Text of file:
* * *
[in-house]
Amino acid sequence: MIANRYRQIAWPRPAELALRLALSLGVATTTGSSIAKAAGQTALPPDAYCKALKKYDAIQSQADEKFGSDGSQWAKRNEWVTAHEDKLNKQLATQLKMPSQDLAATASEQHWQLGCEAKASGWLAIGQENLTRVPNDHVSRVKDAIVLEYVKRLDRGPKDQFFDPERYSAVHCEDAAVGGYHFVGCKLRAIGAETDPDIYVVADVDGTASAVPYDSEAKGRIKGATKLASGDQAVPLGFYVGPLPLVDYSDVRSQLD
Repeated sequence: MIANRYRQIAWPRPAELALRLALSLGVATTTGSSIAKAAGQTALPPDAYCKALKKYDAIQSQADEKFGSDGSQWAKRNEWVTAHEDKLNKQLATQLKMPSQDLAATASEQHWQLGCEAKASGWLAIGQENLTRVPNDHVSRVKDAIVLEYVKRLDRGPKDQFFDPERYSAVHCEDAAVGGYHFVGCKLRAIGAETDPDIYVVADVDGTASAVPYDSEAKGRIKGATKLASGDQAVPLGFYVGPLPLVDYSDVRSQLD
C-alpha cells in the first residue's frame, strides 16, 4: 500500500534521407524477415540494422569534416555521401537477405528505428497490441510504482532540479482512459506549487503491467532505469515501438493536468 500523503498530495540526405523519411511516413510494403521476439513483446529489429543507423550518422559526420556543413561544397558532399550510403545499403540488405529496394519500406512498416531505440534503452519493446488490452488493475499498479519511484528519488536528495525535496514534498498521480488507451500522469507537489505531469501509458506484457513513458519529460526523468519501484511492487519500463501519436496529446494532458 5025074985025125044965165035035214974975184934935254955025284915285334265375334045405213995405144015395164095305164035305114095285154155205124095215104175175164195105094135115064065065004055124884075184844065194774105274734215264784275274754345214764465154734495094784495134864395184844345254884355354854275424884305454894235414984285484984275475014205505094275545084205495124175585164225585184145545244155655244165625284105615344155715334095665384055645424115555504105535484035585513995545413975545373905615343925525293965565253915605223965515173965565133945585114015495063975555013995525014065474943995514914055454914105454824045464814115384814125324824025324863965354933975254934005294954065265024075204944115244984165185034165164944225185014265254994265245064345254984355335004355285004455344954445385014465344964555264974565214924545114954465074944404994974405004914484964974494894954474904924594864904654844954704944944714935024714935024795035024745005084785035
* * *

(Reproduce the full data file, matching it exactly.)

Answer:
[in-house]
Amino acid sequence: MIANRYRQIAWPRPAELALRLALSLGVATTTGSSIAKAAGQTALPPDAYCKALKKYDAIQSQADEKFGSDGSQWAKRNEWVTAHEDKLNKQLATQLKMPSQDLAATASEQHWQLGCEAKASGWLAIGQENLTRVPNDHVSRVKDAIVLEYVKRLDRGPKDQFFDPERYSAVHCEDAAVGGYHFVGCKLRAIGAETDPDIYVVADVDGTASAVPYDSEAKGRIKGATKLASGDQAVPLGFYVGPLPLVDYSDVRSQLD
Repeated sequence: MIANRYRQIAWPRPAELALRLALSLGVATTTGSSIAKAAGQTALPPDAYCKALKKYDAIQSQADEKFGSDGSQWAKRNEWVTAHEDKLNKQLATQLKMPSQDLAATASEQHWQLGCEAKASGWLAIGQENLTRVPNDHVSRVKDAIVLEYVKRLDRGPKDQFFDPERYSAVHCEDAAVGGYHFVGCKLRAIGAETDPDIYVVADVDGTASAVPYDSEAKGRIKGATKLASGDQAVPLGFYVGPLPLVDYSDVRSQLD
C-alpha cells in the first residue's frame, strides 16, 4: 500500500534521407524477415540494422569534416555521401537477405528505428497490441510504482532540479482512459506549487503491467532505469515501438493536468 500523503498530495540526405523519411511516413510494403521476439513483446529489429543507423550518422559526420556543413561544397558532399550510403545499403540488405529496394519500406512498416531505440534503452519493446488490452488493475499498479519511484528519488536528495525535496514534498498521480488507451500522469507537489505531469501509458506484457513513458519529460526523468519501484511492487519500463501519436496529446494532458 5025074985025125044965165035035214974975184934935254955025284915285334265375334045405213995405144015395164095305164035305114095285154155205124095215104175175164195105094135115064065065004055124884075184844065194774105274734215264784275274754345214764465154734495094784495134864395184844345254884355354854275424884305454894235414984285484984275475014205505094275545084205495124175585164225585184145545244155655244165625284105615344155715334095665384055645424115555504105535484035585513995545413975545373905615343925525293965565253915605223965515173965565133945585114015495063975555013995525014065474943995514914055454914105454824045464814115384814125324824025324863965354933975254934005294954065265024075204944115244984165185034165164944225185014265254994265245064345254984355335004355285004455344954445385014465344964555264974565214924545114954465074944404994974405004914484964974494894954474904924594864904654844954704944944714935024714935024795035024745005084785035